Turkey: GDP growth skyrockets in Q3 on soaring domestic demand
December 11, 2017
Accommodative credit conditions, enhanced external competitiveness and a positive base effect fueled economic growth in the third quarter. GDP growth roared by 11.1% from the previous year in Q3, well above market expectations of an 8.5% rise. The Statistical Institute also revised up GDP data for the first half of the year, with Q2 growth upgraded to 5.4% in year-on-year terms from the 5.1% increase previously reported. Despite Q3’s upbeat panorama, all tailwinds to growth peaked in the quarter, which points to softer support from the domestic sector in the final quarter of the year.
The domestic sector was the largest contributor to growth in the third quarter, despite sizeable price pressures. Private consumption growth surged from a 3.1% increase in Q2 to a 11.7% rise in Q3. Households benefited from temporary tax relief on major appliances and furniture throughout the quarter, while the double-digit rate reflected a positive base effect caused by the failed coup d’état in July 2016. Government consumption also performed better in Q3: It swung to a 2.8% expansion from a 2.1% contraction in the previous quarter. The weak increase, however, was in line with the recent improvement in fiscal balances.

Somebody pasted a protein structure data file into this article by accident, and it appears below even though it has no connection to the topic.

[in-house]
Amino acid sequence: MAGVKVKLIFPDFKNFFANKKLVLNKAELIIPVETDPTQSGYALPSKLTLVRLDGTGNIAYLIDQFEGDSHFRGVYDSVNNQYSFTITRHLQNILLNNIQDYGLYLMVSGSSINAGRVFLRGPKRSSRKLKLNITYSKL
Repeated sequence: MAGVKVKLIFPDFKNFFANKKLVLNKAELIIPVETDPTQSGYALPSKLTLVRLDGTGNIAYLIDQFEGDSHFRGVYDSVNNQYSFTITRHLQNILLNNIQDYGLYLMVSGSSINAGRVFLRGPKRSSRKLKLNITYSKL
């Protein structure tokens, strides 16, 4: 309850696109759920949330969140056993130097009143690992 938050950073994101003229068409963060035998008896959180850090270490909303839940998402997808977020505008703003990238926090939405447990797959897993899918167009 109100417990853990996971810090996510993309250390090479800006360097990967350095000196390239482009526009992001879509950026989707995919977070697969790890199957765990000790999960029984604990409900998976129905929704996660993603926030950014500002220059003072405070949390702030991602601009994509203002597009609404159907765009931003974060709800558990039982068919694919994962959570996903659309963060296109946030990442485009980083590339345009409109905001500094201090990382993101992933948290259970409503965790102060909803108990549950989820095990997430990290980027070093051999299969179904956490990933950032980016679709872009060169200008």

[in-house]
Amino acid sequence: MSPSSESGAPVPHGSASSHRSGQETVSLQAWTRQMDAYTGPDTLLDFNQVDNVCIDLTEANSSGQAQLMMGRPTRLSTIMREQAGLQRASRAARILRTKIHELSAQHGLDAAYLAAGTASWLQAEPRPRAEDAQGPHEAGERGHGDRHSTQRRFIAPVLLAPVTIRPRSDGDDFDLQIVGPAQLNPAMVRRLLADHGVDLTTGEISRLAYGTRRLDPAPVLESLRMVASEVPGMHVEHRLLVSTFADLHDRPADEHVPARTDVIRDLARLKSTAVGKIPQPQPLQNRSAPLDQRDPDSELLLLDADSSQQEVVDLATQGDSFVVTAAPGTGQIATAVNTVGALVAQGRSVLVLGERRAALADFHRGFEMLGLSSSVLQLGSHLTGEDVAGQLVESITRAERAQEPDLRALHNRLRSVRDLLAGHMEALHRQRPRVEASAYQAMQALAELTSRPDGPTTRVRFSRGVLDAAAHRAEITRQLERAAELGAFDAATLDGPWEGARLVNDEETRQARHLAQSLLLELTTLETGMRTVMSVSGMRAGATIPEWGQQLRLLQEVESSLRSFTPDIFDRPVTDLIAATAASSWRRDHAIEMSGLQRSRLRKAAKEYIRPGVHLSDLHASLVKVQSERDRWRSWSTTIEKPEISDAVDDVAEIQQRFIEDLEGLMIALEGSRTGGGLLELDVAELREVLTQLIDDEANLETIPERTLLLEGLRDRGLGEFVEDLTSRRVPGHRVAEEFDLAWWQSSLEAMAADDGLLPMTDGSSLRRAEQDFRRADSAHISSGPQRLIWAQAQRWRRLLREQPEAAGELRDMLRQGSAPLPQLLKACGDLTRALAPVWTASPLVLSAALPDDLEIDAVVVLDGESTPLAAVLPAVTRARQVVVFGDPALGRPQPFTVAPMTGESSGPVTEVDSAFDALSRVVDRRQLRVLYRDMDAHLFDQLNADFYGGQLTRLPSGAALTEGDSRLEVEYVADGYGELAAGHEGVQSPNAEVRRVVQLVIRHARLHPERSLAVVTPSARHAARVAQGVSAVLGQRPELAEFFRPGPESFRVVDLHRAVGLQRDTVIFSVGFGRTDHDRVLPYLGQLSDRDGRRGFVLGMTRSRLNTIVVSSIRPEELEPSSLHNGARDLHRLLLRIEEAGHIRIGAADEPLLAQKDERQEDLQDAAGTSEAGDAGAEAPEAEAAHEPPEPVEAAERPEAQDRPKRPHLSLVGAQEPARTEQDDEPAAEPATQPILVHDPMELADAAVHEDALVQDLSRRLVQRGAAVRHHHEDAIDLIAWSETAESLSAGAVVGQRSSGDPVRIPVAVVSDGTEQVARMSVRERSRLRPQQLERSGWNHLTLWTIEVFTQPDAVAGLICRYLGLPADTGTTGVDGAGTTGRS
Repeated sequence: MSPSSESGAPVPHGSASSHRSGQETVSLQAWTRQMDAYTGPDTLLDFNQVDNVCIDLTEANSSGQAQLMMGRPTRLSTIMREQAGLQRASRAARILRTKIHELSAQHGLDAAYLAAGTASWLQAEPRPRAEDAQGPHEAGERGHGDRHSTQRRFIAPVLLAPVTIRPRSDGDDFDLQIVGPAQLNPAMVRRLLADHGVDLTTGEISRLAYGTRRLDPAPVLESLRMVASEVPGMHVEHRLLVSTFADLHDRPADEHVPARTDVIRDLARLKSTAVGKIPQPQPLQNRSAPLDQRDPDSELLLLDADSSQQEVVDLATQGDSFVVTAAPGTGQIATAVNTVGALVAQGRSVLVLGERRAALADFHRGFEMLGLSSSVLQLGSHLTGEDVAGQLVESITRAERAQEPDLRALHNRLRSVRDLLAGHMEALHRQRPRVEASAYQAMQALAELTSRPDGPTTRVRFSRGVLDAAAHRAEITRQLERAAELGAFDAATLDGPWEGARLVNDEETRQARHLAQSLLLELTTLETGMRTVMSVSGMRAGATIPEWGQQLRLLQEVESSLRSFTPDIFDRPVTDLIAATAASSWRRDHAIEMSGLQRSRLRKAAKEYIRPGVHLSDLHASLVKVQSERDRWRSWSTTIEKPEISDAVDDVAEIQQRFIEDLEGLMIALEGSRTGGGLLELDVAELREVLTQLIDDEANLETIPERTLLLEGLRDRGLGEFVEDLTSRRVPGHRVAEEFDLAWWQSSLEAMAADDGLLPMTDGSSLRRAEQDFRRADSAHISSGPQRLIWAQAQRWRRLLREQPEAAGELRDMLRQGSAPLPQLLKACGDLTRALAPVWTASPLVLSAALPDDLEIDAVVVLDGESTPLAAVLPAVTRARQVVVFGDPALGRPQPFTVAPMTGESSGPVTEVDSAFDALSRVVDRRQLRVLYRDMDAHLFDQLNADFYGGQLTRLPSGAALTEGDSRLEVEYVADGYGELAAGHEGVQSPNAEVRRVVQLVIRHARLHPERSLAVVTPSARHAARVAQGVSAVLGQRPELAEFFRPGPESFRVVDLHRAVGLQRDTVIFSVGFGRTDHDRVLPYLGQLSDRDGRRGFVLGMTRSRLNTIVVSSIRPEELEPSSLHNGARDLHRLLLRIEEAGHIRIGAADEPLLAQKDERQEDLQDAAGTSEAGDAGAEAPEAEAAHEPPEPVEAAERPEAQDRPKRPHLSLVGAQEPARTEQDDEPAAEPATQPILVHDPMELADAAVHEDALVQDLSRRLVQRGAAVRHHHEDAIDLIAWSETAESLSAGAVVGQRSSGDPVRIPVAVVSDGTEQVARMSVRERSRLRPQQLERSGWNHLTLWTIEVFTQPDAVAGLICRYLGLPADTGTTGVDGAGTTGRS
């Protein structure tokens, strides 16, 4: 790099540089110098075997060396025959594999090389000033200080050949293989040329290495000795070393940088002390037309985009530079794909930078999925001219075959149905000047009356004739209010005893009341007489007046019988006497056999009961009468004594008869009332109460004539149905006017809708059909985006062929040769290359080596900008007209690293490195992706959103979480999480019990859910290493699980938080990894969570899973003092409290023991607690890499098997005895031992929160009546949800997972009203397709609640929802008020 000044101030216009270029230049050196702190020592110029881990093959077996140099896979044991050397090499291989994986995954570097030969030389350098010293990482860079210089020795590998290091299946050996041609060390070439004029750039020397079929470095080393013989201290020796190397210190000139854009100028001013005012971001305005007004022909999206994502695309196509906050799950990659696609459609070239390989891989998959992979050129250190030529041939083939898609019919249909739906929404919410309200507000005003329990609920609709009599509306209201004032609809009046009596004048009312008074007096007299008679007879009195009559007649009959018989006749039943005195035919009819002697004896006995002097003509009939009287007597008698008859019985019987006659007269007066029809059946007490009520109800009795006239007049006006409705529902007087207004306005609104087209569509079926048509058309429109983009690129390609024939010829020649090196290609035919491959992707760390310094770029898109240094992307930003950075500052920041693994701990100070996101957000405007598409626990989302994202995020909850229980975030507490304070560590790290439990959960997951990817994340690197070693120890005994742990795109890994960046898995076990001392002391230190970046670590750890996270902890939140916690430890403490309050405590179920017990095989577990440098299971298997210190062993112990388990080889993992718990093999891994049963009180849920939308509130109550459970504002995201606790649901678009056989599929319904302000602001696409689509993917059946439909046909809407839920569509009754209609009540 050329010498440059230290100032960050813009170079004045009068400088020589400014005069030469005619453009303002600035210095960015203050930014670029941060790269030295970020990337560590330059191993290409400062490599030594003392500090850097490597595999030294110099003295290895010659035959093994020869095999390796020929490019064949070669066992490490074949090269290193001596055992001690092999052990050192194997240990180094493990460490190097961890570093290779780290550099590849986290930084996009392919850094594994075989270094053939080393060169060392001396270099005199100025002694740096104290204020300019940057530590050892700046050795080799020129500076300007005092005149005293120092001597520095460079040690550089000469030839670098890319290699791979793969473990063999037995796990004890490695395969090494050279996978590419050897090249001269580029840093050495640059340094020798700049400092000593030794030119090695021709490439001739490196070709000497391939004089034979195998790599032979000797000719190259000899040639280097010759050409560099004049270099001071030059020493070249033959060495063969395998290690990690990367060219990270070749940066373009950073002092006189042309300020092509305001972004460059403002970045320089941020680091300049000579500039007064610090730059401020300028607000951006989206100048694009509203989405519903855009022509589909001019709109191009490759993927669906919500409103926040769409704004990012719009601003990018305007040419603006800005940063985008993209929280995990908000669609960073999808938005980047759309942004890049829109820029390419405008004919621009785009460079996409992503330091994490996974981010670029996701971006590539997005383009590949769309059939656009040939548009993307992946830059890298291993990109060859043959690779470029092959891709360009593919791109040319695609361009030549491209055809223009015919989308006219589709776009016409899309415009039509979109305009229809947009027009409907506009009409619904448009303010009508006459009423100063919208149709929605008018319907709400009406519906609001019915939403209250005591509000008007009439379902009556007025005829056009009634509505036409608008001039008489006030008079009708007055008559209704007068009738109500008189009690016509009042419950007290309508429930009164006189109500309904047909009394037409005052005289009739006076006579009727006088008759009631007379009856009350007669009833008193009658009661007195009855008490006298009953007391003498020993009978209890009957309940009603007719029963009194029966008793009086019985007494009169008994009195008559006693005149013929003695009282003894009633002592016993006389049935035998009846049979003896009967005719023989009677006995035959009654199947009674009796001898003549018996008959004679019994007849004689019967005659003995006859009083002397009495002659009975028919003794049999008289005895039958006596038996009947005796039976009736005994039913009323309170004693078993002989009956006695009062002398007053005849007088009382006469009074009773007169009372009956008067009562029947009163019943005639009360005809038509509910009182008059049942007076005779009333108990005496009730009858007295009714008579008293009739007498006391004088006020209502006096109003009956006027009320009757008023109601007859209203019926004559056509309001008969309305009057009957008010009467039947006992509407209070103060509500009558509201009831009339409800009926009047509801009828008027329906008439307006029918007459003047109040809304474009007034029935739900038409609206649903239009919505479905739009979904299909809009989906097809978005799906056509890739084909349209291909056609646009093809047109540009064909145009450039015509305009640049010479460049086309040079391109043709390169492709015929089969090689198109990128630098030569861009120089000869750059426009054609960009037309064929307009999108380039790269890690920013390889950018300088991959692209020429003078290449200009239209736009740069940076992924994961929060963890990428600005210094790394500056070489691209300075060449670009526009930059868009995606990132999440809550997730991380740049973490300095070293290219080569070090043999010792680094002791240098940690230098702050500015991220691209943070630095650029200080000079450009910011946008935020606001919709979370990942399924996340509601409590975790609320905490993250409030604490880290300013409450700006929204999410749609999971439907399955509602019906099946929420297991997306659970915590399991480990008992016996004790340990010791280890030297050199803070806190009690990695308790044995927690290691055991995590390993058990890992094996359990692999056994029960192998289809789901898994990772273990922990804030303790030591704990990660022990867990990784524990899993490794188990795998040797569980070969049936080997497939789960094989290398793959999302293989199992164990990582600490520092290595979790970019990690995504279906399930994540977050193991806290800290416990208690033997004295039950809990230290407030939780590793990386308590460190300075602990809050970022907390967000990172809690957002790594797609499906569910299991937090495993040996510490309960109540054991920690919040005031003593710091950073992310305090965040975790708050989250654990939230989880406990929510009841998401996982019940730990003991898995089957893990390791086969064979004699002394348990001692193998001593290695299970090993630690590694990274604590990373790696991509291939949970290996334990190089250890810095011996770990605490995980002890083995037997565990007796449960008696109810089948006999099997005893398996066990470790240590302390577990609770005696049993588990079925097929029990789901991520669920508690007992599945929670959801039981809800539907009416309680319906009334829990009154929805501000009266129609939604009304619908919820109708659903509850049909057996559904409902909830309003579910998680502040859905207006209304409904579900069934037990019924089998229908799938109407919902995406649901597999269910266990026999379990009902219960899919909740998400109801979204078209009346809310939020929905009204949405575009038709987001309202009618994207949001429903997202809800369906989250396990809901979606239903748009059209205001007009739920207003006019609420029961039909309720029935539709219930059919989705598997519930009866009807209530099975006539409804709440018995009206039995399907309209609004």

On a similarly positive note, fixed investment accelerated from a 8.0% increase in Q2 to a 12.4% rise in Q3, the highest log since Q2 2015. The figure reflected double-digit growth in construction, and machinery and equipment investment; the results of the government’s Credit Guarantee Fund; and ongoing nationwide campaigns on residential investment. Growth in machinery and equipment, at 15.3% in Q3, was also the fastest in two years and followed a sharp contraction in Q2.
Looking at the details of the external sector, a significantly weaker lira and strong growth in the European Union drove a 17.2% surge in exports in Q3. The increase was well above the 10.7% rise recorded in the previous quarter. Aided by the positive base effect, it marked the highest figure since Q2 2012. However, strong domestic demand fueled a 14.5% expansion in imports following a tepid 1.8% increase in Q2, which caused the sector’s net contribution to overall growth to shrink to 0.3 percentage points from the 1.9 percentage-point contribution recorded in the previous quarter.
The economy is overwhelmingly seen as having peaked in the third quarter as the positive base effect dissipates and the government’s stimulus measures expire. In addition, authorities are likely to limit fiscal stimulus next year in a bid to create enough maneuvering room ahead of the 2019 election cycle.
Turkey GDP Forecast
FocusEconomics Consensus Forecast panelists see GDP expanding 3.5% next year, which is unchanged from last month’s forecast. For 2019, the panel sees the economy growing 3.7%.
Author: David Ampudia, Economist